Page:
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NICE backs ‘revolutionary’ new drug for MS patients

A multiple sclerosis drug that need only be taken twice has been recommended for use in the NHS by the National Institute for Health and Care Excellence.

Alemtuzumab (Lemtrada), which is manufactured by Genzyme, is a treatment for adults with relapsing-remitting MS.

NICE said the drug had been described by specialists as a “revolutionary” treatment that allowed some patients to live their lives as they had before being diagnosed with relapsing-remitting MS.

“Clinical specialists and patients [have] described alemtuzumab as a revolutionary treatment for some people”

Carole Longson

Other currently available treatments are either oral daily tablets or injections given several times each week. But alemtuzumab is given intravenously once a year for two years.

Taken in two courses, the first course is administered for five consecutive days, and the second course is administered for three consecutive days 12 months later. No further treatment is needed, although regular check-ups may be required, the institute said in its guidance on the drug.

However, it noted that some possible serious side effects, including kidney disease and thyroid problems – although clinical specialists claim these can be manageable when patients comply with monitoring requirements.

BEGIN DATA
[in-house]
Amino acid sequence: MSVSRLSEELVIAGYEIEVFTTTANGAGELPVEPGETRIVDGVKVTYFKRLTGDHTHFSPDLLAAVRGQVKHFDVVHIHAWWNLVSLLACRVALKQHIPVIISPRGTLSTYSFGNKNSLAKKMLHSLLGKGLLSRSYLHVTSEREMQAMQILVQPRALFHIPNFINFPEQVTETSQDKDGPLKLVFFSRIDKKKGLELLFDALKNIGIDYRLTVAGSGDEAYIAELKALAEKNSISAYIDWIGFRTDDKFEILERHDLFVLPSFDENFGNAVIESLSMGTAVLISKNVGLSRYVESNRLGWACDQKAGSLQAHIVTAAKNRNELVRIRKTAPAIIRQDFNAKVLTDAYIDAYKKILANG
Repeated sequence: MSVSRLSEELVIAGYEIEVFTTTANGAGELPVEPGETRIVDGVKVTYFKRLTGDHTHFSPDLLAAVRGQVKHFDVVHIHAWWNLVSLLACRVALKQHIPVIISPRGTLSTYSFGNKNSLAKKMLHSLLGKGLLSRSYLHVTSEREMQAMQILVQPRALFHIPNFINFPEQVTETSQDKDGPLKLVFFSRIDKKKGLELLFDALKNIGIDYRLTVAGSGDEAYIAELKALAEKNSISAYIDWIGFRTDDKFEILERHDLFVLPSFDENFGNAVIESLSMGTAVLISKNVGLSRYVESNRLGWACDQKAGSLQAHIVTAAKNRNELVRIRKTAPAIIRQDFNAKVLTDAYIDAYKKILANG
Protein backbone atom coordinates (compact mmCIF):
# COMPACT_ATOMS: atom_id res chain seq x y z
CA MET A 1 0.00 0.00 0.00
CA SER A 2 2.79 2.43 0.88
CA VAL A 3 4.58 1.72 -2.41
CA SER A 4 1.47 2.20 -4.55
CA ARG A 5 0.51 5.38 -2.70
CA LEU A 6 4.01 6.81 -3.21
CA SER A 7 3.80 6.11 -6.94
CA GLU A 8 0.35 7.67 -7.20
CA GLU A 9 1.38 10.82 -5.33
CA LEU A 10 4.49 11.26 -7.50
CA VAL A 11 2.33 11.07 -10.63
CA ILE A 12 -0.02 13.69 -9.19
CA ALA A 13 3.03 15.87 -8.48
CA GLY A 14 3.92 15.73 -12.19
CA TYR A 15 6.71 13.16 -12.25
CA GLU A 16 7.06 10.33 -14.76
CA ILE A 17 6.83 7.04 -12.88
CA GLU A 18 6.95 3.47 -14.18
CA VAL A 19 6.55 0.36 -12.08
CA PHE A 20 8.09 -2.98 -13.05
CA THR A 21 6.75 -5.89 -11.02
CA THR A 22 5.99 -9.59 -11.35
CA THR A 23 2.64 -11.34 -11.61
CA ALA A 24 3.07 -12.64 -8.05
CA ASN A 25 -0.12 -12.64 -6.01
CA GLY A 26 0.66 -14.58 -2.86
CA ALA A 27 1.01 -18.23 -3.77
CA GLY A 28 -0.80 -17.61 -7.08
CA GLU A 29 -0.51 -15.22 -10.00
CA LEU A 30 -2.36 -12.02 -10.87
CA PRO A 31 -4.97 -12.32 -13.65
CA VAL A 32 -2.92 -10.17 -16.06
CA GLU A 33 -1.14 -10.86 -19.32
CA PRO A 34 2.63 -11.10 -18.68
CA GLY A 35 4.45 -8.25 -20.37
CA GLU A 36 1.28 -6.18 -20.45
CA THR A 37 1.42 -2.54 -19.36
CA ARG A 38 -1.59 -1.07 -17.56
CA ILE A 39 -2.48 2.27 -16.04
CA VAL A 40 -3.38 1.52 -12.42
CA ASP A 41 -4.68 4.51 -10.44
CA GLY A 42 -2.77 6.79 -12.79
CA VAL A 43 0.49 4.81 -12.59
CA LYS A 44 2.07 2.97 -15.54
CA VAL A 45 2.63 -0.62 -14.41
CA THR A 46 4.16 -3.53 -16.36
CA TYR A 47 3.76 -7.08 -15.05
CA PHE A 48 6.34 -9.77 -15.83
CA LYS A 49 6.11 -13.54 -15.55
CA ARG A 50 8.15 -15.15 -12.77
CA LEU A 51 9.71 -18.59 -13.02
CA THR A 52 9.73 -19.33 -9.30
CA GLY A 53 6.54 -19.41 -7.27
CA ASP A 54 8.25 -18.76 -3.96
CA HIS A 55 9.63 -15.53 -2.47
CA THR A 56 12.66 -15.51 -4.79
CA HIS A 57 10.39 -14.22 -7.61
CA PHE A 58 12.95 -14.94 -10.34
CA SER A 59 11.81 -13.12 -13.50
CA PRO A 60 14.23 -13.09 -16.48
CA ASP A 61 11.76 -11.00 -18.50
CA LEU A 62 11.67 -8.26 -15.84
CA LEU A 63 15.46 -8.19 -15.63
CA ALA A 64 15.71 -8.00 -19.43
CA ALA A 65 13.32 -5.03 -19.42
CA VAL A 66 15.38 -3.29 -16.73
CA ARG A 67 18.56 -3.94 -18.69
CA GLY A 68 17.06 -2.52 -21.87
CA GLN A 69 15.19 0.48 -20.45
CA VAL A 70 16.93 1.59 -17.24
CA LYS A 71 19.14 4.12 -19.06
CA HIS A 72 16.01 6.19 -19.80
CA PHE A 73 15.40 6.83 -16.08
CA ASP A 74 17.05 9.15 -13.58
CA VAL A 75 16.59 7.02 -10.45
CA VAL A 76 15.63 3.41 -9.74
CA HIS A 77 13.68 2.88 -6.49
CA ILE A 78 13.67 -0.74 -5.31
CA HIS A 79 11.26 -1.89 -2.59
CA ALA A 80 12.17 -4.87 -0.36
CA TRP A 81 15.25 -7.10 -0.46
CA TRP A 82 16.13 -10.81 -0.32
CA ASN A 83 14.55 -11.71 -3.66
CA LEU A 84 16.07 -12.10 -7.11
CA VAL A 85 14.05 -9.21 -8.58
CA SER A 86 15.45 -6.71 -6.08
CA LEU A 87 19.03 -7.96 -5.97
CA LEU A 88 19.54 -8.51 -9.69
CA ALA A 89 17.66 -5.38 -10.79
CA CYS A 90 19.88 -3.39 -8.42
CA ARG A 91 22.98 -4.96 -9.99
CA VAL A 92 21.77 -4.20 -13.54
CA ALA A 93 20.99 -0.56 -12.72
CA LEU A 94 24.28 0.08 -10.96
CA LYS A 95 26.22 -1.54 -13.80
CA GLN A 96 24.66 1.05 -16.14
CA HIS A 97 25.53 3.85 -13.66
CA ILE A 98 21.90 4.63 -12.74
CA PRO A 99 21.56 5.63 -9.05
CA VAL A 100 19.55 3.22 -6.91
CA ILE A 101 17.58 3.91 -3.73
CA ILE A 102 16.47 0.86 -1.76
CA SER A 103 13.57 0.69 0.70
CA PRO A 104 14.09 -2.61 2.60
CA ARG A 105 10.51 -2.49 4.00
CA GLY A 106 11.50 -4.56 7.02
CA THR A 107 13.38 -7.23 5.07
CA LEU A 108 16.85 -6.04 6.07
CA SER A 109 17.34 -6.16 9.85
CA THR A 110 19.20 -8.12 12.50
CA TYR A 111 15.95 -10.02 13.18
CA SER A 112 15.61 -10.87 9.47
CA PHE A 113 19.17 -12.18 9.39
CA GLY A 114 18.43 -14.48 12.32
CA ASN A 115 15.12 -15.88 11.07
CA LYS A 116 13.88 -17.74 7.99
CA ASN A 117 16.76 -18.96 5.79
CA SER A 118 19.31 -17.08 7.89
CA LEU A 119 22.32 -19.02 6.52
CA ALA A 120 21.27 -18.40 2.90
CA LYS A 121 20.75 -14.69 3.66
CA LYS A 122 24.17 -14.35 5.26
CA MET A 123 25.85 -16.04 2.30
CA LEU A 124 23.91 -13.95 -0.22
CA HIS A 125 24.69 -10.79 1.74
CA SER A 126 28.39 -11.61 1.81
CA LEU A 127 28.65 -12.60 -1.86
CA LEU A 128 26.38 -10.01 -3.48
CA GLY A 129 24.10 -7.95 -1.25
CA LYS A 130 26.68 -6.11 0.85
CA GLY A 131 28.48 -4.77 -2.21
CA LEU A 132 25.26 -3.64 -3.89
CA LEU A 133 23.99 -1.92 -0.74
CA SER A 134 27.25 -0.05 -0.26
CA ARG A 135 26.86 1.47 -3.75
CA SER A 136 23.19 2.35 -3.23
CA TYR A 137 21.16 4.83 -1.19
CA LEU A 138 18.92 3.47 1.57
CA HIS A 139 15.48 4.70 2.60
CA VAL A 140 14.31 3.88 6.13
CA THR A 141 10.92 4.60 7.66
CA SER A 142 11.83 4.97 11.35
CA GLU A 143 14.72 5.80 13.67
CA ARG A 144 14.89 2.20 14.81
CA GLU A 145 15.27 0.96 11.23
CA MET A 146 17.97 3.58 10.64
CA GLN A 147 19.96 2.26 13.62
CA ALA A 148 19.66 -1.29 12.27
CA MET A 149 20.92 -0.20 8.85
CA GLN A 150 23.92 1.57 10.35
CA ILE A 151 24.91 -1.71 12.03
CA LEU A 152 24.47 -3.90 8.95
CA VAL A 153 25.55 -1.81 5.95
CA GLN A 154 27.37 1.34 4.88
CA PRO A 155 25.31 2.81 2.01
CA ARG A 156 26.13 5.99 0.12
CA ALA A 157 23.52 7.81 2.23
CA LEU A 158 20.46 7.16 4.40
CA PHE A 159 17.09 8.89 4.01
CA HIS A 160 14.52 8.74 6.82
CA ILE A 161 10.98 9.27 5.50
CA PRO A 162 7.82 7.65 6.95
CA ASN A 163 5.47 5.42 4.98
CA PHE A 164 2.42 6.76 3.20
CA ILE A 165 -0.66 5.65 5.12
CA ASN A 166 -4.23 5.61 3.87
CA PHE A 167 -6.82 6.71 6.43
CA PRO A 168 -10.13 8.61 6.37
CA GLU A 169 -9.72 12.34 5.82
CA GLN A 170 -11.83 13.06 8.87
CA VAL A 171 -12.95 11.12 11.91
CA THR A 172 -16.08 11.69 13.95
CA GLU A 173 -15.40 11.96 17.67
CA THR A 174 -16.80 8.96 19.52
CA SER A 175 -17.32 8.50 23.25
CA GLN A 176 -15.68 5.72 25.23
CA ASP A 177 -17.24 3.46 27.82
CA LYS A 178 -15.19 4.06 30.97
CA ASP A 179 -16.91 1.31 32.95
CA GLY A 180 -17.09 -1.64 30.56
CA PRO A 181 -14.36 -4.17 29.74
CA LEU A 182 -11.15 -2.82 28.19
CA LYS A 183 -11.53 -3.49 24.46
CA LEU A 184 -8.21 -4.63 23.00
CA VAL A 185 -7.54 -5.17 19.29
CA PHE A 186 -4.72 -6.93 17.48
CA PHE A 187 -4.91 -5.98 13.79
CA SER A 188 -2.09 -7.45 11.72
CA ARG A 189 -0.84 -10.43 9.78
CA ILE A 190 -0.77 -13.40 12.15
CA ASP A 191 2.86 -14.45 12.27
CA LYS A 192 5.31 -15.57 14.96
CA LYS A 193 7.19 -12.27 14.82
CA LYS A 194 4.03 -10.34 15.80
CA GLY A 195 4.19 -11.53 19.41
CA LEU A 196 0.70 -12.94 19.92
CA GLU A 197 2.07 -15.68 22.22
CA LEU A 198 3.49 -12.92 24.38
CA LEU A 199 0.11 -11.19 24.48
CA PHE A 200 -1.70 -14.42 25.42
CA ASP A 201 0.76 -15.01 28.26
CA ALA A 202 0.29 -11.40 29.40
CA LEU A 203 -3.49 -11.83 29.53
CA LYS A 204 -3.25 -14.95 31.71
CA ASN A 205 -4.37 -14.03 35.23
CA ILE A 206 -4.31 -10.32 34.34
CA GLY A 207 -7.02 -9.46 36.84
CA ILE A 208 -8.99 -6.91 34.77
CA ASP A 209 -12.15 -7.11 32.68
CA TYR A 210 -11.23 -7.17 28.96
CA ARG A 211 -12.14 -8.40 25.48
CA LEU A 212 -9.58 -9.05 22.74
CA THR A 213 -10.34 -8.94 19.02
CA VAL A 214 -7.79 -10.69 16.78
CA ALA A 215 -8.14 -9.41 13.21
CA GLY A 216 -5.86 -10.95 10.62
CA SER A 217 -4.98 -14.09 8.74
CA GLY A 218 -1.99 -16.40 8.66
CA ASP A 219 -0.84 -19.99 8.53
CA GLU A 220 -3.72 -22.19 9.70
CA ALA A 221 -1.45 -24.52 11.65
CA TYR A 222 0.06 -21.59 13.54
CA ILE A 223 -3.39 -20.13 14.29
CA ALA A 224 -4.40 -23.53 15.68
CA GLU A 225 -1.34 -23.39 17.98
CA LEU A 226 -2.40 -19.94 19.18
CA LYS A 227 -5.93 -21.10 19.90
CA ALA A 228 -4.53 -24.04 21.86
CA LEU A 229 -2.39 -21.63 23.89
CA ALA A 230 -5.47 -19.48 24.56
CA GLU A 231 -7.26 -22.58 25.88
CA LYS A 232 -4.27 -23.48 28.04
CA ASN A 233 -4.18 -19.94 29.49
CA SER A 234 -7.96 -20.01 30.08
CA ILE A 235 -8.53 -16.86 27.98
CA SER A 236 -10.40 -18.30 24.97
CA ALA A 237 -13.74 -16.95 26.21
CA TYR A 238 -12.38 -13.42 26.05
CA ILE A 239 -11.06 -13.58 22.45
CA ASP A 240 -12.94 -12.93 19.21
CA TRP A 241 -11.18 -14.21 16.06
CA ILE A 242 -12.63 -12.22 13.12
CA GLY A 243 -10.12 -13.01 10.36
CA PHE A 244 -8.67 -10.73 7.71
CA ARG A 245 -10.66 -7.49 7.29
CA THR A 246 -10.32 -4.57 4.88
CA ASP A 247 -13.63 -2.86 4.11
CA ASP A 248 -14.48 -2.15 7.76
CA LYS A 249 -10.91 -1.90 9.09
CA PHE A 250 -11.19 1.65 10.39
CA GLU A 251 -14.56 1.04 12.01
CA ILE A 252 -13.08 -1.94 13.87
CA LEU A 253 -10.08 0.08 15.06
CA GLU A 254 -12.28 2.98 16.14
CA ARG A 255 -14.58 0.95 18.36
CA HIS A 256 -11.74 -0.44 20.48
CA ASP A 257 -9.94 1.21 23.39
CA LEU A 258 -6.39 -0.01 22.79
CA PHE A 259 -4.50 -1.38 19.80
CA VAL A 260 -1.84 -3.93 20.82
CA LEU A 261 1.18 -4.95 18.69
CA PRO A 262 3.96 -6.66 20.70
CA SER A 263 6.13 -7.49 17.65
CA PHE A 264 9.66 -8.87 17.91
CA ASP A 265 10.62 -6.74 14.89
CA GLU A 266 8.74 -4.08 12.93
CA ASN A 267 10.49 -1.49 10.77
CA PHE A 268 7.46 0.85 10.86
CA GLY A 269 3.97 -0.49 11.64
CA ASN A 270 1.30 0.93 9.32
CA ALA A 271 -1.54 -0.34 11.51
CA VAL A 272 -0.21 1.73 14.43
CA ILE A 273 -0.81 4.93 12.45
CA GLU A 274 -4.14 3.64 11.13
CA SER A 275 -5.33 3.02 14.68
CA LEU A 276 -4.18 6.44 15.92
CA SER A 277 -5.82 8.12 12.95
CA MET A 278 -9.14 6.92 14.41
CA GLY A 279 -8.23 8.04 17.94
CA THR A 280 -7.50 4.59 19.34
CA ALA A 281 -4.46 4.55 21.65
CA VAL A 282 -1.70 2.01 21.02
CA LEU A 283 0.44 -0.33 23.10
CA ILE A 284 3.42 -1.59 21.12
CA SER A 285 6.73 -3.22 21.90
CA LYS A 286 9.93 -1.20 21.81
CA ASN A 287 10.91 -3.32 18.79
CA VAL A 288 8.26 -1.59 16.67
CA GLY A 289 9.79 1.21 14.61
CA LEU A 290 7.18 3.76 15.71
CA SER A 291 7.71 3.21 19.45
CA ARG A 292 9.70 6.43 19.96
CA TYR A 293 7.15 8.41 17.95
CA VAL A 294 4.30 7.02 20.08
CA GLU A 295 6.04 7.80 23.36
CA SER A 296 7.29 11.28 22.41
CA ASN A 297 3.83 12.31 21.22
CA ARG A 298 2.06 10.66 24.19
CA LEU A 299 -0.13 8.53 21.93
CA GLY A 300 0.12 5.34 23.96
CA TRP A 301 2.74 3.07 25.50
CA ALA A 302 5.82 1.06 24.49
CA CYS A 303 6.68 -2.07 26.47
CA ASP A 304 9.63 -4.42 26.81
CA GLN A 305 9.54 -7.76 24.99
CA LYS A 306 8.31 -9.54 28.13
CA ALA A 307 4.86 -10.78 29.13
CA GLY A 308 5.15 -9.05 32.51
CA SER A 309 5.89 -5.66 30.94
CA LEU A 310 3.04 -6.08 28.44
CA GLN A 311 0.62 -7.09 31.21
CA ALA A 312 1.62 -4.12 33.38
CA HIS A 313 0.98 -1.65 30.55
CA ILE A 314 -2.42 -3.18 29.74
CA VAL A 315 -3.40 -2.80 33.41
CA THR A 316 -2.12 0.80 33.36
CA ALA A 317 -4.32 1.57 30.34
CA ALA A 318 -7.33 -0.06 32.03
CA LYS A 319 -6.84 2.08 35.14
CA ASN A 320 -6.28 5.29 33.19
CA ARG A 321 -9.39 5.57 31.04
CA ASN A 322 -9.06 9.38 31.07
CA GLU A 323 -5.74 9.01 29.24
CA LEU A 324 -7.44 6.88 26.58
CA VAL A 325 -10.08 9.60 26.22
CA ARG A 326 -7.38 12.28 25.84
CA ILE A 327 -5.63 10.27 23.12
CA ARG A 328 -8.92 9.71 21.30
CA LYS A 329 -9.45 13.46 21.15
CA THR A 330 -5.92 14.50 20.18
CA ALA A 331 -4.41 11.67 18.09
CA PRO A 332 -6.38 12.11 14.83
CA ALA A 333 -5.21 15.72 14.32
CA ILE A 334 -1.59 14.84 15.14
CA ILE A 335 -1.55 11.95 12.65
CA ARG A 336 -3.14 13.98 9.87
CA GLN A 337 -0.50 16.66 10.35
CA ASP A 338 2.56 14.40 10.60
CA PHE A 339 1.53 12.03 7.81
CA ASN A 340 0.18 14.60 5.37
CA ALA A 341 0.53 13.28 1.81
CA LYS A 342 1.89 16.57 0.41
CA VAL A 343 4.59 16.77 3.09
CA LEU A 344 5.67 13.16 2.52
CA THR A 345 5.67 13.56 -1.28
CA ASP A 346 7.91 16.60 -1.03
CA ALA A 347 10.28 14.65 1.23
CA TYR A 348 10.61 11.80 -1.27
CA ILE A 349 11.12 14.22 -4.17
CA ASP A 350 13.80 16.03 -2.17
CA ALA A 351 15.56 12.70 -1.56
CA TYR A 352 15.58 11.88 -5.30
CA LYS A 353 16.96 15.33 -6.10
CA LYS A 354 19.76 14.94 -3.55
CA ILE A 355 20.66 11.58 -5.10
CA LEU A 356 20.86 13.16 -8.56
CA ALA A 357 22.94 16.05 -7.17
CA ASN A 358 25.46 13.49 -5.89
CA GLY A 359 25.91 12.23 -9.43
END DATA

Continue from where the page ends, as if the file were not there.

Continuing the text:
Alemtuzumab is an antibody that binds to B and T cells in the immune system, resulting in their destruction. The way in which it slows the decline of active relapsing-remitting multiple sclerosis is not fully understood, said the institute.

Professor Carole Longson, director of the NICE Health Technology Evaluation Centre, said: “We are very pleased to be able to recommend alemtuzumab for adults with relapsing-remitting multiple sclerosis.

Professor Carole Longson

Carole Longson

“Evidence has shown that alemtuzumab is more effective and less expensive than current similar treatments for those with severe relapsing-remitting MS,” she added.

The price of alemtuzumab is £7,045 per 12 mg vial, which equates to £56,360 for the full course of treatment.

The NHS now has a legal duty to begin funding the treatment for eligible patients within the next three months.

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